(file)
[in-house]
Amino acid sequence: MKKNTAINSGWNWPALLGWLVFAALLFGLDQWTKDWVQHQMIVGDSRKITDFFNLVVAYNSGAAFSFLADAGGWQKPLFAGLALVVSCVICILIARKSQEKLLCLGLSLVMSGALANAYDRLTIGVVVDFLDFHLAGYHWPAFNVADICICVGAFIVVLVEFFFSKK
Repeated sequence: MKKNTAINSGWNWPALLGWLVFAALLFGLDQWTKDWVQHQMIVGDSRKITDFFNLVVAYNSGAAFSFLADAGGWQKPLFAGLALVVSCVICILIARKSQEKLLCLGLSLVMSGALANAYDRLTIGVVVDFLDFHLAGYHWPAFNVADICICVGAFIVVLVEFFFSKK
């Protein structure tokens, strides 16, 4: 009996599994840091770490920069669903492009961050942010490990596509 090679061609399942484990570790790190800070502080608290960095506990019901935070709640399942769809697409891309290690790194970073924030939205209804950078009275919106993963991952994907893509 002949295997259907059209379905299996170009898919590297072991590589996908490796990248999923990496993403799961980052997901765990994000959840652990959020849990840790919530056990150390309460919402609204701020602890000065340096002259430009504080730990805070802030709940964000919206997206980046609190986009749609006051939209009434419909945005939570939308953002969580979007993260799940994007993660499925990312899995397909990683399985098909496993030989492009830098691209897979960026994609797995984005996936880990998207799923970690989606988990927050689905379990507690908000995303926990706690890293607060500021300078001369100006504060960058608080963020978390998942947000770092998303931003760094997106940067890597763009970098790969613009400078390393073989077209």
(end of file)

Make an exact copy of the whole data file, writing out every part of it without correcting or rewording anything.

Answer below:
[in-house]
Amino acid sequence: MKKNTAINSGWNWPALLGWLVFAALLFGLDQWTKDWVQHQMIVGDSRKITDFFNLVVAYNSGAAFSFLADAGGWQKPLFAGLALVVSCVICILIARKSQEKLLCLGLSLVMSGALANAYDRLTIGVVVDFLDFHLAGYHWPAFNVADICICVGAFIVVLVEFFFSKK
Repeated sequence: MKKNTAINSGWNWPALLGWLVFAALLFGLDQWTKDWVQHQMIVGDSRKITDFFNLVVAYNSGAAFSFLADAGGWQKPLFAGLALVVSCVICILIARKSQEKLLCLGLSLVMSGALANAYDRLTIGVVVDFLDFHLAGYHWPAFNVADICICVGAFIVVLVEFFFSKK
């Protein structure tokens, strides 16, 4: 009996599994840091770490920069669903492009961050942010490990596509 090679061609399942484990570790790190800070502080608290960095506990019901935070709640399942769809697409891309290690790194970073924030939205209804950078009275919106993963991952994907893509 002949295997259907059209379905299996170009898919590297072991590589996908490796990248999923990496993403799961980052997901765990994000959840652990959020849990840790919530056990150390309460919402609204701020602890000065340096002259430009504080730990805070802030709940964000919206997206980046609190986009749609006051939209009434419909945005939570939308953002969580979007993260799940994007993660499925990312899995397909990683399985098909496993030989492009830098691209897979960026994609797995984005996936880990998207799923970690989606988990927050689905379990507690908000995303926990706690890293607060500021300078001369100006504060960058608080963020978390998942947000770092998303931003760094997106940067890597763009970098790969613009400078390393073989077209």